Centralized Sanctioning and Legitimate Authority Promote Cooperation in Humans

Citation:
Baldassarri, D, Grossman G.  2011.  Centralized Sanctioning and Legitimate Authority Promote Cooperation in Humans. Proceedings of the National Academy of Sciences. 27(108):11023–11027.

Abstract:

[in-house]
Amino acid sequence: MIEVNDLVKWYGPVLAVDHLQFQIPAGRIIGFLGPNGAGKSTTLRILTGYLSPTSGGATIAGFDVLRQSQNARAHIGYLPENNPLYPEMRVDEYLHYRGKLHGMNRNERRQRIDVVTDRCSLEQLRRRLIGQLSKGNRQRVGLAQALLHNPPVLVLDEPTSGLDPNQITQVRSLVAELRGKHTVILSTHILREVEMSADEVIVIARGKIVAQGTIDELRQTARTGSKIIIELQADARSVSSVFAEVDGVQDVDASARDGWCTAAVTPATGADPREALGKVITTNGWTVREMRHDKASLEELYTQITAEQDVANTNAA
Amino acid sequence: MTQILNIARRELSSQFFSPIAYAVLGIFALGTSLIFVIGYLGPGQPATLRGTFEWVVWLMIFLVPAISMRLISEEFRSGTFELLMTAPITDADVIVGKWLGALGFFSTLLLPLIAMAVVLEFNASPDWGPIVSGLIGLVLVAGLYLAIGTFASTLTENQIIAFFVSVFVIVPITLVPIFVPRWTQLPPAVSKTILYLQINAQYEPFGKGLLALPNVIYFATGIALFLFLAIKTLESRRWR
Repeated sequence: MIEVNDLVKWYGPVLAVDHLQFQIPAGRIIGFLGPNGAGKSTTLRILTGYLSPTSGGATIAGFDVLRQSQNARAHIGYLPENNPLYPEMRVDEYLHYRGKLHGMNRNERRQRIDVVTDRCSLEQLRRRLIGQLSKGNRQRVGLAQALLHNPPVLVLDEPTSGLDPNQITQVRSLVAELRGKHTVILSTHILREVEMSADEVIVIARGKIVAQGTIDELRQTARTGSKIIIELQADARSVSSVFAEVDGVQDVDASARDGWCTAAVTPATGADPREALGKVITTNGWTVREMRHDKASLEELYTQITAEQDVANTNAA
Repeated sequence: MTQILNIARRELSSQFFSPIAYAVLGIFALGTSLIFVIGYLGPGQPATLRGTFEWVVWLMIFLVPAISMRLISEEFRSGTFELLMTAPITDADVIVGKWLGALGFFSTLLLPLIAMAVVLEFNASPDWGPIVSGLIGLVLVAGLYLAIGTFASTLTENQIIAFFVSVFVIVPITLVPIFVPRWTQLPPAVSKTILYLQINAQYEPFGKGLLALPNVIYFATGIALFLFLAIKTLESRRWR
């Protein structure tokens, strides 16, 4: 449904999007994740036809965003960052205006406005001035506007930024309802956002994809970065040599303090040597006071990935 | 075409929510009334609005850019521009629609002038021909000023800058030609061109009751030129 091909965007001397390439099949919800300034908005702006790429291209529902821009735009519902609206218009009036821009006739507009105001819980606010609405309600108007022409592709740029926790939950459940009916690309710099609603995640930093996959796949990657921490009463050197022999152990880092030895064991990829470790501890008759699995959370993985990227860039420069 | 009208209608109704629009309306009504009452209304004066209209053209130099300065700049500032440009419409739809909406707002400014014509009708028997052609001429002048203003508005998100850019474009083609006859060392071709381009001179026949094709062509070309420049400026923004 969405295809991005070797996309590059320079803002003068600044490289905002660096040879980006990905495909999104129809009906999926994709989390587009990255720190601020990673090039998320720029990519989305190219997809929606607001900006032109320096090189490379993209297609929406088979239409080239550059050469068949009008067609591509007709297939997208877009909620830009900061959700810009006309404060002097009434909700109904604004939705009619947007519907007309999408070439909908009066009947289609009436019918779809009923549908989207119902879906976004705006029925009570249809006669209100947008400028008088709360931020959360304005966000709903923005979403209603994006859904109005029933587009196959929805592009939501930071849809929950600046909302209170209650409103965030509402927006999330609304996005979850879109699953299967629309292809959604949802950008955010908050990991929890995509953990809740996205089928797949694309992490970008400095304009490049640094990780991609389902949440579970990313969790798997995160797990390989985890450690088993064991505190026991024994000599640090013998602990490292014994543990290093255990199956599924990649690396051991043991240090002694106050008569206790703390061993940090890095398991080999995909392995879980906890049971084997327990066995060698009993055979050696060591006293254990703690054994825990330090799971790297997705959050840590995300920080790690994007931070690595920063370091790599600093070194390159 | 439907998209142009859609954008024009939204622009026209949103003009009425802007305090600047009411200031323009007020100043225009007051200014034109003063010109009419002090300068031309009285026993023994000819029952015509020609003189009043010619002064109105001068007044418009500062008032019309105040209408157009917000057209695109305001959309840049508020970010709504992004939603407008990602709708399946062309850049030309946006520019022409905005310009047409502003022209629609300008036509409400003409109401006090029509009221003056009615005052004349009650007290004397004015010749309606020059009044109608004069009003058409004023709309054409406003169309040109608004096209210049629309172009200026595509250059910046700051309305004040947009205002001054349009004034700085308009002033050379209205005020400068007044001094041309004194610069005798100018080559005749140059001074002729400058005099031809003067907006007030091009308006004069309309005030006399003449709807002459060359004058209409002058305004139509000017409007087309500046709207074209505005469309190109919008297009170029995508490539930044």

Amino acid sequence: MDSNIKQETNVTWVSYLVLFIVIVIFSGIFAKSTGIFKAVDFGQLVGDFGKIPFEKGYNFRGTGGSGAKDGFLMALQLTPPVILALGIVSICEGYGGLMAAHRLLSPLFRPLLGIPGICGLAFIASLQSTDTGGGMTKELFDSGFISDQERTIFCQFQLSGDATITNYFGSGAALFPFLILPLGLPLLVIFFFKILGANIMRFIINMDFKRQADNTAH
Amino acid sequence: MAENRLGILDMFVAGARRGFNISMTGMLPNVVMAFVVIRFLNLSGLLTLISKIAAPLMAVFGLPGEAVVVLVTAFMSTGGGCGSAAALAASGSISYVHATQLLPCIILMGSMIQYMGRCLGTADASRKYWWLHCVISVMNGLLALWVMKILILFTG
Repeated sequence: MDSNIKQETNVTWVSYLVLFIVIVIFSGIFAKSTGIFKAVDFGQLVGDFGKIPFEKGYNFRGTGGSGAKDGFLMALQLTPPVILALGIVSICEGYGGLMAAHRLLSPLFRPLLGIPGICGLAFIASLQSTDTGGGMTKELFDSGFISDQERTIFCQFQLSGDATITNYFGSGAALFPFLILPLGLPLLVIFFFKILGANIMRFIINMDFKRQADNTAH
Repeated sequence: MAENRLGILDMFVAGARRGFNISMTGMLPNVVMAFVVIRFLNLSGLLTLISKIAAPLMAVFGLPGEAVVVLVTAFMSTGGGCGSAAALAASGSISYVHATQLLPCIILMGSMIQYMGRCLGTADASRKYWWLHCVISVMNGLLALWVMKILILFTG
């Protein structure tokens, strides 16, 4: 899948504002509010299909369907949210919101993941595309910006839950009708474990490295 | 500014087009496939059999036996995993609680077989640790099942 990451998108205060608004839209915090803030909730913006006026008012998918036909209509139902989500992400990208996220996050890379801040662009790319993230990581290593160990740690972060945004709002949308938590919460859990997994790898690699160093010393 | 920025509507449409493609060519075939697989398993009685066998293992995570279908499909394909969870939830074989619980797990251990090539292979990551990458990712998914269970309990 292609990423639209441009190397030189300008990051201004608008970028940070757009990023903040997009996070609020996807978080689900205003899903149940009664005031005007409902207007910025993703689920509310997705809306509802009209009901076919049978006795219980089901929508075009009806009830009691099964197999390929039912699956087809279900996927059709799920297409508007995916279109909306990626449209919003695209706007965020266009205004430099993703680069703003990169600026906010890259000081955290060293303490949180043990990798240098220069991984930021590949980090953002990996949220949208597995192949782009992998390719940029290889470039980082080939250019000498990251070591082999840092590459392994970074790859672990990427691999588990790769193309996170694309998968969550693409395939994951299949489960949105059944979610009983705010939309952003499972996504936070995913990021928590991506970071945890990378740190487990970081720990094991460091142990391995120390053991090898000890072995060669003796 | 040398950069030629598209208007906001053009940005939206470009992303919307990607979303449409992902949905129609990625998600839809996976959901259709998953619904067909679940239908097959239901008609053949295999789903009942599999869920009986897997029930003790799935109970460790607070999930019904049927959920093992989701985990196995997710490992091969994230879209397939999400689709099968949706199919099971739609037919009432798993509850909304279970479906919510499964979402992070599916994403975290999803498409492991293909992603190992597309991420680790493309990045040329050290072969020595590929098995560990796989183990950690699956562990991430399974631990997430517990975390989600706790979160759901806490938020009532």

Social sanctioning is widely considered a successful strategy to promote cooperation among humans. In situations in which individual and collective interests are at odds, incentives to free-ride induce individuals to refrain from contributing to public goods provision. Experimental evidence from public goods games (PGGs) shows that when endowed with sanctioning powers, conditional cooperators can discipline defectors, thus leading to greater levels of cooperation. However, extant evidence is based on peer-punishment institutions, while in complex societies systems of control are often centralized: for instance, we do not sanction our neighbors for driving too fast, cops do it. Here we show the effect of centralized-sanctioning and legitimate authority on cooperation. We designed a novel adaptation of the PGG in which sanctioning power is given to a single monitor and we experimentally manipulated the process by which the monitor is chosen. To increase the external validity of the study, we conducted "lab-in-the-field" experiments involving 1,543 Ugandan farmers from 50 producer cooperatives. This research provides evidence of the effectiveness of centralized-sanctioning and, moreover, is the first study to experimentally demonstrate the causal effect of legitimacy on cooperation: participants are more responsive to the authority of an elected monitor than a randomly chosen monitor. Our essay contributes to the literature on the evolution of cooperation by introducing the idea of role-differentiation. In complex societies cooperative behavior is not only sustained by mechanisms of selection and reciprocity among peers, but also by the legitimacy that certain actors derive from their position in the social hierarchy.

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